UPN Cancels Star Trek: Enterprise

UPN Cancels ‘Star Trek: Enterprise’ (TrekToday)

Star Trek: Enterprise will come to an end following the airing of an as yet untitled series finale on May the 13th, 2005. UPN and Paramount today jointly announced the show’s cancellation. “Star Trek has been an important part of UPN’s history, and Enterprise has carried on the tradition of its predecessors with great distinction,” UPN Entertainment president Dawn Ostroff said. “We’d like to thank Rick Berman, Brannon Braga and an incredibly talented cast for creating an engaging, new dimension to the Star Trek universe on UPN, and we look forward to working with them, and our partners at Paramount Network Television, on a send-off that salutes its contributions to The Network and satisfies its loyal viewers.”

Paramount Network Television president David Stapf added, “The creators, stars and crew of Star Trek: Enterprise ambitiously and proudly upheld the fine traditions of the Star Trek franchise. We are grateful for their contributions to the legacy of Trek and commend them on completing nearly 100 exciting, dramatic and visually stunning episodes. All of us at Paramount warmly bid goodbye to Enterprise, and we all look forward to a new chapter of this enduring franchise in the future.”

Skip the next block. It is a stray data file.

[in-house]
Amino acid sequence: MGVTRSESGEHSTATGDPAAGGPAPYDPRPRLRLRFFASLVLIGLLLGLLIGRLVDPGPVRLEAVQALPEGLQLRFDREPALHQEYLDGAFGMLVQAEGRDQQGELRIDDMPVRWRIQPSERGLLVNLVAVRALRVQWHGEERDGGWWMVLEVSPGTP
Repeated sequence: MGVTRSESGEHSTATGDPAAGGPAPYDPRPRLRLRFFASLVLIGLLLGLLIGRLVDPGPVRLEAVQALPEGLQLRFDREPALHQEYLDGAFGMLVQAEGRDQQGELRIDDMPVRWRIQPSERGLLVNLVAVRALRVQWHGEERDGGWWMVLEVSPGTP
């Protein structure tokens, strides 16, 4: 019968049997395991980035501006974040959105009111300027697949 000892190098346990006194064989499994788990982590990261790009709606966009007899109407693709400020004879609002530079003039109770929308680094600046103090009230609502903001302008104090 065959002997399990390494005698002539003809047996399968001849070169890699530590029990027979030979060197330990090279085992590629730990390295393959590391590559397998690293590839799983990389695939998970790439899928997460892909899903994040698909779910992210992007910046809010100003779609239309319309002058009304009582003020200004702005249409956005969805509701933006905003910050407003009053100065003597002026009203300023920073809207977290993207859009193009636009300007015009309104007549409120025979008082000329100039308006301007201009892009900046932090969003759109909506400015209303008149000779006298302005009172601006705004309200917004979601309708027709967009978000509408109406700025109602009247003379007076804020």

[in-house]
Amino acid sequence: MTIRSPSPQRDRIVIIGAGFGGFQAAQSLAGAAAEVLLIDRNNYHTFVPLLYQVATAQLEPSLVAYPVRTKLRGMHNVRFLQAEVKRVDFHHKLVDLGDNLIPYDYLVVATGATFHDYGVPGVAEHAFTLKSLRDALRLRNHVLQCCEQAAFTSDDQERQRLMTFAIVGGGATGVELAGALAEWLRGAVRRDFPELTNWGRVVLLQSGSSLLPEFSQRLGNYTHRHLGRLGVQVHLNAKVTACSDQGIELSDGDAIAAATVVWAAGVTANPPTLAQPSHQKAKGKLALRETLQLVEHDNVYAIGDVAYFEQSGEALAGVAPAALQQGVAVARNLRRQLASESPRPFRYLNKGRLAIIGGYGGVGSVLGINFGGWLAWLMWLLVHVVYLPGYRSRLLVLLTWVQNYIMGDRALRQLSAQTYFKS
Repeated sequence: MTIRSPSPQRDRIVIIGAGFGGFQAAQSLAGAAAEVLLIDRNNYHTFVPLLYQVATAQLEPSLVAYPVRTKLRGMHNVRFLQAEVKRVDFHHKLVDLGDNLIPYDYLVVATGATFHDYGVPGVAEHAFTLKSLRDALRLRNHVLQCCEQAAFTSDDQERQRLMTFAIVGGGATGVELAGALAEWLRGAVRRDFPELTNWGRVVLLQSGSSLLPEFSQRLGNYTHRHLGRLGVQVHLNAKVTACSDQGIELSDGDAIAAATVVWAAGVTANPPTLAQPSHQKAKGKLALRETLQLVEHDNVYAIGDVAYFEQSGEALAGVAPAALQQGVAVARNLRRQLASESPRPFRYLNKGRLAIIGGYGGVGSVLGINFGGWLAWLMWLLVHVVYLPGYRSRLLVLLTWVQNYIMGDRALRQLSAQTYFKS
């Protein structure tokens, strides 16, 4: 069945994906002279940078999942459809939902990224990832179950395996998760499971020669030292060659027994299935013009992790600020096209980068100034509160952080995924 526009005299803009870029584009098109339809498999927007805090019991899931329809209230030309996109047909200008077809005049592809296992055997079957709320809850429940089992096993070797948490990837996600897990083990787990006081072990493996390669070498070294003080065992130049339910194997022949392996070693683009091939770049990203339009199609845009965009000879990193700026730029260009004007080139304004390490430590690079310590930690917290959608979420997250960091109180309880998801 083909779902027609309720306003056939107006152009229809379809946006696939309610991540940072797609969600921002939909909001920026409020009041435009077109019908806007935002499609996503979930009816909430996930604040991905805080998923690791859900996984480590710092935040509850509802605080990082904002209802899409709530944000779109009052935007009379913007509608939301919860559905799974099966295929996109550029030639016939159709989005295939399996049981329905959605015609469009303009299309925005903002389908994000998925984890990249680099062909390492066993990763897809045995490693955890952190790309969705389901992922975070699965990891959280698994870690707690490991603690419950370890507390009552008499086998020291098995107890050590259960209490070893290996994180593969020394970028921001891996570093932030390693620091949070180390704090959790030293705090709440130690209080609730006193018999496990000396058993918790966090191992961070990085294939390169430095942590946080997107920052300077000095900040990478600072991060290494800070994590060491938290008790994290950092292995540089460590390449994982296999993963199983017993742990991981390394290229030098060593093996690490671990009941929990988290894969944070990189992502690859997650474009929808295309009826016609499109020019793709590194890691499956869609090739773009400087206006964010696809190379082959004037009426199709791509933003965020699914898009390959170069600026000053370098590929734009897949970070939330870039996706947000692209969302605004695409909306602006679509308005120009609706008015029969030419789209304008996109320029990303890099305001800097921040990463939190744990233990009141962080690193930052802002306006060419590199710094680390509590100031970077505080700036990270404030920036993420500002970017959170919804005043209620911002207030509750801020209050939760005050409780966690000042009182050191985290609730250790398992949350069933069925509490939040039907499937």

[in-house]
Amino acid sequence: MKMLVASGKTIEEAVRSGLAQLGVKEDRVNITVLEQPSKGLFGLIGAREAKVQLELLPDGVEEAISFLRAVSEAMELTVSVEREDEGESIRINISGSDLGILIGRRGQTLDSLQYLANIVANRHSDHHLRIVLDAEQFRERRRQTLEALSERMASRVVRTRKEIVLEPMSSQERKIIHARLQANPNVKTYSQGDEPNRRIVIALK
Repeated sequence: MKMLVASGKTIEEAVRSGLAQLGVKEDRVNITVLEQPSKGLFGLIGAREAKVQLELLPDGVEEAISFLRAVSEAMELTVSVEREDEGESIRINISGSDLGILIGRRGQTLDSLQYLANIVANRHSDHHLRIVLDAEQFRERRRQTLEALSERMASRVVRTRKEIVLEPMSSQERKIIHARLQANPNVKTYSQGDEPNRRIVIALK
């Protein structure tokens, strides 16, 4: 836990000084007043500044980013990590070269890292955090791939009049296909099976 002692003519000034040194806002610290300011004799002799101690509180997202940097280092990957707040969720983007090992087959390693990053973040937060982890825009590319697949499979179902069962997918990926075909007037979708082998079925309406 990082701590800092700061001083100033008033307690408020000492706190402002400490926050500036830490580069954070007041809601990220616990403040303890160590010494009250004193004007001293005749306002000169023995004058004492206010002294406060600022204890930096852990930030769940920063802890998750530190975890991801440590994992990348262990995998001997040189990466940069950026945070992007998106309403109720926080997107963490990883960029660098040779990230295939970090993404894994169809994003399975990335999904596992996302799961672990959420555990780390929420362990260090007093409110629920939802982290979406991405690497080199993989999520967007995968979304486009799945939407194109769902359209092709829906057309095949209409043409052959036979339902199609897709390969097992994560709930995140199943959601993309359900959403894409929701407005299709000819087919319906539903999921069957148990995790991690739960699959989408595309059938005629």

TrekToday sources report that CBS president Les Moonves himself yesterday reached the decision to pull the plug on Enterprise. Most Enterprise crew members only found out about their show’s cancellation this morning.

Enterprise only barely qualified for renewal a year ago, but was given a final chance by UPN to prove itself after Paramount agreed to drastically cut the show’s license fee. The show underwent several major changes this year, including a move from Wednesday night to Friday and the appointment of new showrunner Manny Coto, but the most important thing didn’t change – the show’s low ratings. Last week, “Babel One” set a new series low for Enterprise, attracting just over 2.5 million viewers.

While this has been rumored for over a year, it’s rather surprising. While the original “Star Trek” only lasted three seasons, it soon become a cult favorite and spawned an industry, including numerous feature films and four spin-off series, all of which got a seven year run, even the putrid “Star Trek: Voyager,” which no one will admit to watching beyond its early episodes.

Jay Solo and M.H. King

FILED UNDER: Popular Culture
James Joyner
About James Joyner
James Joyner is Professor and Department Head of Security Studies at Marine Corps University's Command and Staff College and a nonresident senior fellow at the Scowcroft Center for Strategy and Security at the Atlantic Council. He's a former Army officer and Desert Storm vet. Views expressed here are his own. Follow James on Twitter @DrJJoyner.

Comments

  1. Kind of a shame as I thought the series was FINALLY finding itself. I really disliked the first few years, but this year – except for the season opener – has been pretty good.

    Oh well, there’s now another reason to start watching the Battlestar Galactica series – besides the fact it’s really good.

  2. RPD1 says:

    Too bad. They kept moving the schedule around and I couldn’t keep track to watch.

    DARN

  3. Jay Solo says:

    Ironically, I saw and reasonably liked mainly the later episodes of Voyager.

    But right from the start of Voyager they lost a lot of people with that voice.